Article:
Iron Deficiency Anemia: A Guide to Oral Iron Supplements

March 26, 2015

By Cindy Fei, MD

Peer Reviewed

Iron deficiency is the most common cause of anemia in the United States. Despite this, there are a multitude of questions surrounding the best choice of supplementation. Which formulation of iron is best prescribed? Do newer preparations such as enteric-coated tablets help? How long do you treat for? The following is a review of the literature surrounding these questions.

In order to best understand the dosing regimens, let’s first review the metabolism of iron.

The body contains approximately 45mg/kg of elemental iron, of which two-thirds is in hemoglobin form, 15-20% in storage form, 10% as myoglobin, and 5% as other iron-containing enzymes. Iron mostly circulates around the body in a closed system and is recycled from old red blood cells, with the only significant losses occurring with major bleeding. Less than 0.1% of total iron is lost on average daily through urine, sweat, feces, skin sloughing, menses, and childbirth. These last two scenarios account for women’s proportionately less iron stored as ferritin or hemosiderin in the liver and macrophages. Overall, 1-2mg of iron daily must be replenished orally in order to cover these physiologic losses, with women at the higher end of iron requirements.[1] The government-recommended dietary allowance of iron (8mg/day for men and postmenopausal women, versus 18mg/day for menstruating women) only covers this bare minimum and cannot replace iron losses beyond the physiologic state.[2] This discrepancy explains why supplemental iron is required to treat iron-deficiency anemia.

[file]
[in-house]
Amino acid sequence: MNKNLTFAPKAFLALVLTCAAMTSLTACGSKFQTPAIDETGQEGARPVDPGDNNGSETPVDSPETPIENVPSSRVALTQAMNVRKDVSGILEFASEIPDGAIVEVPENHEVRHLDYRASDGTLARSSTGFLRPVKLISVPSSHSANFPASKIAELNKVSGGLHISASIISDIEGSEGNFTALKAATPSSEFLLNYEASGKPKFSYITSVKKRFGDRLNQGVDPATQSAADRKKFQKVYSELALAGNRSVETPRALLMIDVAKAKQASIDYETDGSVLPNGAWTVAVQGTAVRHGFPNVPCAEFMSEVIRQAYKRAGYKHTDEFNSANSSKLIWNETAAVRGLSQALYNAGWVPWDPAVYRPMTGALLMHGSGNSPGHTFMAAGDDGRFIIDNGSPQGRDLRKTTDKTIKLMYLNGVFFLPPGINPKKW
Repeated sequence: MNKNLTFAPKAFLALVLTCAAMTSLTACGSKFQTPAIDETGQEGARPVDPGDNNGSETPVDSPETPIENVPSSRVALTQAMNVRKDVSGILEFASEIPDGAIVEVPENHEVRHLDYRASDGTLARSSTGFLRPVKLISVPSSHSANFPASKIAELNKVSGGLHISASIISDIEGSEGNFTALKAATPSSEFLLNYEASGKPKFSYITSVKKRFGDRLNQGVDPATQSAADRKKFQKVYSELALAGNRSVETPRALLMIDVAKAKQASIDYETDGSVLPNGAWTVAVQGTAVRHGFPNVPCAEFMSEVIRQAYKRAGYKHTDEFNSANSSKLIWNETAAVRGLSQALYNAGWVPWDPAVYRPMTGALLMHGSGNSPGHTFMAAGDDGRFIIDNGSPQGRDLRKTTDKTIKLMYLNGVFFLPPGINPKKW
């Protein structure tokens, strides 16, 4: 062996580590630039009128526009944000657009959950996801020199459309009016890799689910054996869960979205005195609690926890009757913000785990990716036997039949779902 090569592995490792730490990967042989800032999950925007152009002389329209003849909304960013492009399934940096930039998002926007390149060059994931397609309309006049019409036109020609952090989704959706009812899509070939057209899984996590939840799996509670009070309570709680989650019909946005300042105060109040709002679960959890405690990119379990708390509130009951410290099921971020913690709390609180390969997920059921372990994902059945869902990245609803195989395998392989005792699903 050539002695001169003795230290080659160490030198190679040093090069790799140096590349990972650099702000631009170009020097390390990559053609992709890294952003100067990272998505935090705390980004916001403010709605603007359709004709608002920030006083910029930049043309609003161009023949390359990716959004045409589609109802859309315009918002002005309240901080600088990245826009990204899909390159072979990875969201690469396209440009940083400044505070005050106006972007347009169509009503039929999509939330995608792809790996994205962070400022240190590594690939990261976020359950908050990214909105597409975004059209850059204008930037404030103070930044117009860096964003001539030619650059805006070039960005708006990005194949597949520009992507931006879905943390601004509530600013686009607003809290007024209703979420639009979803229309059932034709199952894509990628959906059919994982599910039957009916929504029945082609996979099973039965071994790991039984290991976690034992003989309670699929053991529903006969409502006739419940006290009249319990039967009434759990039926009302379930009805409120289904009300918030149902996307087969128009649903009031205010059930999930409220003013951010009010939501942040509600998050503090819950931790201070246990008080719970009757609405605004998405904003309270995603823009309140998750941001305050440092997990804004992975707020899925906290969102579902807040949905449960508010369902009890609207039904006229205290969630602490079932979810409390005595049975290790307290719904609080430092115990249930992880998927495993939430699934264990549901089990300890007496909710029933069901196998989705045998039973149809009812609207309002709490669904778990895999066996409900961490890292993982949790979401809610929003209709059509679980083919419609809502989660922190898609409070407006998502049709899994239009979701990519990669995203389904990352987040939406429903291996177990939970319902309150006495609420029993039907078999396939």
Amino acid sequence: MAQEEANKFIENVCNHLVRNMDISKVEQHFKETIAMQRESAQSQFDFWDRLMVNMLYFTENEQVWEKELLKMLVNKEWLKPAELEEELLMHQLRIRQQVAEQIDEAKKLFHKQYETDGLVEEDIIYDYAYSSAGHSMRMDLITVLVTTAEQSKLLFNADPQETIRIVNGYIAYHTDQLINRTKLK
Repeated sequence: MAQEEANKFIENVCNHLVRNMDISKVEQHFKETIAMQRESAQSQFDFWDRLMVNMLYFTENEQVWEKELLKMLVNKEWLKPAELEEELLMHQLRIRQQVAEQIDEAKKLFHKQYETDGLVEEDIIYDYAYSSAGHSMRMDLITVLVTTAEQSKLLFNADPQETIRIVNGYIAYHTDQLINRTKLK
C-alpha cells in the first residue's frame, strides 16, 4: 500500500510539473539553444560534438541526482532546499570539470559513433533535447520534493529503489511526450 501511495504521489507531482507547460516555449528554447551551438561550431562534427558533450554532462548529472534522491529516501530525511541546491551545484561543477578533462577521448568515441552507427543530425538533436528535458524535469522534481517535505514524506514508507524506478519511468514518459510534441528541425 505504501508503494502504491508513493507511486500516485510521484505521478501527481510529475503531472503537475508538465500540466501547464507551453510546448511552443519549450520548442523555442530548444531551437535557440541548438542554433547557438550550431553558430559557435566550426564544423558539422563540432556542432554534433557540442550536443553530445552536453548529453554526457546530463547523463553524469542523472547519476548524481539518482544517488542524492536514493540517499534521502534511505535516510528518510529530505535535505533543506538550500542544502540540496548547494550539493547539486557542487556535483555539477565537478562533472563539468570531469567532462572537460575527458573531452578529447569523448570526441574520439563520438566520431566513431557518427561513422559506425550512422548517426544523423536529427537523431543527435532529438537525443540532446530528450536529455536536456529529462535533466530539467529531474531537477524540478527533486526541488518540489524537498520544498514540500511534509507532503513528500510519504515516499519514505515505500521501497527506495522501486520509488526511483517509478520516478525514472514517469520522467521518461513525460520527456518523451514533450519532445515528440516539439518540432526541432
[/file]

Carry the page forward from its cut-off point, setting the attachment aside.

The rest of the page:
In the absence of major bleeding, overt iron-deficiency anemia develops in a progressive manner. Reduction of iron stores in the form of ferritin is the first sign of iron supply-demand mismatch, as iron is mobilized from the liver and reticuloendothelial system. However, serum iron, total iron-binding capacity (TIBC), and red cell morphology remain normal until iron stores are exhausted. Afterwards, serum iron levels decrease, while TIBC increases in an attempt to raise iron absorption. Dysfunctional erythropoiesis and microcytosis only occur once the transferrin saturation drops below 15%. Only at that point do anemia and low hemoglobin levels develop.[3]

Iron Supplement Formulations

Oral iron supplements offer a more robust avenue for iron repletion. The most commonly prescribed preparation, the ferrous salts, include ferrous sulfate, ferrous gluconate, and ferrous fumarate. These ferrous (Fe+2) forms are more soluble than the dietary ferric (Fe+3) form, with twice the absorbability. The estimated absorption rate of the ferrous salts is 10-15%, with no difference found in absorbability among the three main formulations in a small but randomized controlled trial.[4] The three formulations of ferrous sulfate perform similarly, raising hemoglobin by 0.25g/dL per day from an average baseline hemoglobin of 5g/dL in one study.[5] The low absorption rate results in less-than-ideal dosing of three pills per day in order to reverse iron-deficiency. For example, a single ferrous sulfate 325mg tablet contains 60mg of elemental iron, so thrice daily dosing provides 180mg of elemental iron per day, well within the recommended daily range of 150-200mg for iron-deficient patients. Assuming an absorption rate of 10%, 500mg of bioavailable iron accumulated after one month of therapy should be available to produce 500mL of packed red blood cells, or an increase in 2g/dL of hemoglobin.[6]

Of note, a randomized controlled trial showed that incrementally higher doses of iron in elders with iron-deficiency anemia did not provide any additional benefit in iron status, and in fact caused more gastrointestinal upset. Patients aged 80 or older with iron-deficiency anemia were randomized to receive 15mg, 50mg, or 150mg elemental iron daily, which resulted in comparable increases in hemoglobin and ferritin after 60 days without any statistically significant differences among the three groups. However, the higher doses resulted in statistically significant increases in abdominal discomfort, nausea, vomiting, diarrhea, constipation, and black stools.[7] This suggests that the elderly may benefit from less than one pill of ferrous sulfate daily without sacrificing effectiveness.